The Cellular Telecommunications Industry Association estimates that

  hackers make about $300 million worth of unauthorized calls a year,

  though others put the figure much higher.]



-------------------------------------------------------------------------------



 Cellular Phreaks and Code Dudes                         February 1993

 ~~~~~~~~~~~~~~~~~~~~~~~~~~~~~~~

 by John Markoff  (Wired)  (page 60)



 [Two hackers, V.T. and N.M. have discovered that celluar phones are

  really just little computers linked by a gigantic cellular network.

  And like most computers, they are programmable.  The hackers have

  discovered that the OKI 900 has a special mode that will turn it into

  a scanner, enabling them to listen in on other cellular conversations.



  The two also discovered that the software stored in the phones ROM

  takes up roughly 40K, leaving over 20K free to add in other features,

  They speculate on the use of the cellular phone and a computer

  to track users through cell sites, and to monitor and decode

  touchtones of voice mail box codes and credit card numbers.



  Said V.T. of the OKI's programmers, "This phone was clearly built by

  hackers."]



-------------------------------------------------------------------------------



 Callers Invited To Talk Sex, Thanks To Hacker's Prank     February 5, 1993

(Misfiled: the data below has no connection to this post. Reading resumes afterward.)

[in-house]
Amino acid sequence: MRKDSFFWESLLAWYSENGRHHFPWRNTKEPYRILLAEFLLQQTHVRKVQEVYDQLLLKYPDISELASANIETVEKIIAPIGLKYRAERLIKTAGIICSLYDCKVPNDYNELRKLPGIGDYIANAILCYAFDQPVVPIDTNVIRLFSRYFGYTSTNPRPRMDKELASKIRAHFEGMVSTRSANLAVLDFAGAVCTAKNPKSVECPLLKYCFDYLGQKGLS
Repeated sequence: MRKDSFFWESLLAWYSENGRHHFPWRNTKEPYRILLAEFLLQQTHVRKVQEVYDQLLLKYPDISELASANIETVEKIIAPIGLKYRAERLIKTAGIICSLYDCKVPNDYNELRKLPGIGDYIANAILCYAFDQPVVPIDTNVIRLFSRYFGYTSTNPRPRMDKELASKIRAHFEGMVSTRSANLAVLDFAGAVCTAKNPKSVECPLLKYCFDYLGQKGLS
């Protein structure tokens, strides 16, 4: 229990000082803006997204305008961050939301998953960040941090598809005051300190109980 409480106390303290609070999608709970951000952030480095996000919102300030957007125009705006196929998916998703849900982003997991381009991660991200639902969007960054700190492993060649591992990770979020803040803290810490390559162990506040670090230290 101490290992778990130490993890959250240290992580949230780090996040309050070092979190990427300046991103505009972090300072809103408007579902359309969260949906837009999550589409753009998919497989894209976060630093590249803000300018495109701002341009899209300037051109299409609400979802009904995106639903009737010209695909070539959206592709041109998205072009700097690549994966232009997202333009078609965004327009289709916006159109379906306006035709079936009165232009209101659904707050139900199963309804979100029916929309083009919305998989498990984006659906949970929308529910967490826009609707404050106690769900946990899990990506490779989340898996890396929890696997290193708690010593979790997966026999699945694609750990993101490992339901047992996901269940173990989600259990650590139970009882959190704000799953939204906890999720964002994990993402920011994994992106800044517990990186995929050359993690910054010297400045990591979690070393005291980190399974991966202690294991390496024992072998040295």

~~~~~~~~~~~~~~~~~~~~~~~~~~~~~~~~~~~~~~~~~~~~~~~~~~~~~

 (The Vancouver Sun) (Page A-9)



 [For the past two weeks, surprised callers to CTC Payroll Services'

  voice-mail system have been invited to talk sex.  Instead

  of a pleasant, professional salutation, callers hear a man's voice

  suggesting that they engage a variety of intimate activities.



  The prankster is a computer hacker who can re-program the greeting message

  on company telephones.  Company owner Cheryl MacLeod doesn't think the joke

  is very funny and says the hacker is ruining her business.]

_______________________________________________________________________________





Manifest
Le but de ce site est de mieux comprendre la sécurité informatique.
Un hacker par définition est une personne qui cherche à améliorer les systèmes d'information dans le seul et unique but de contribuer à la stabilité de ces systèmes!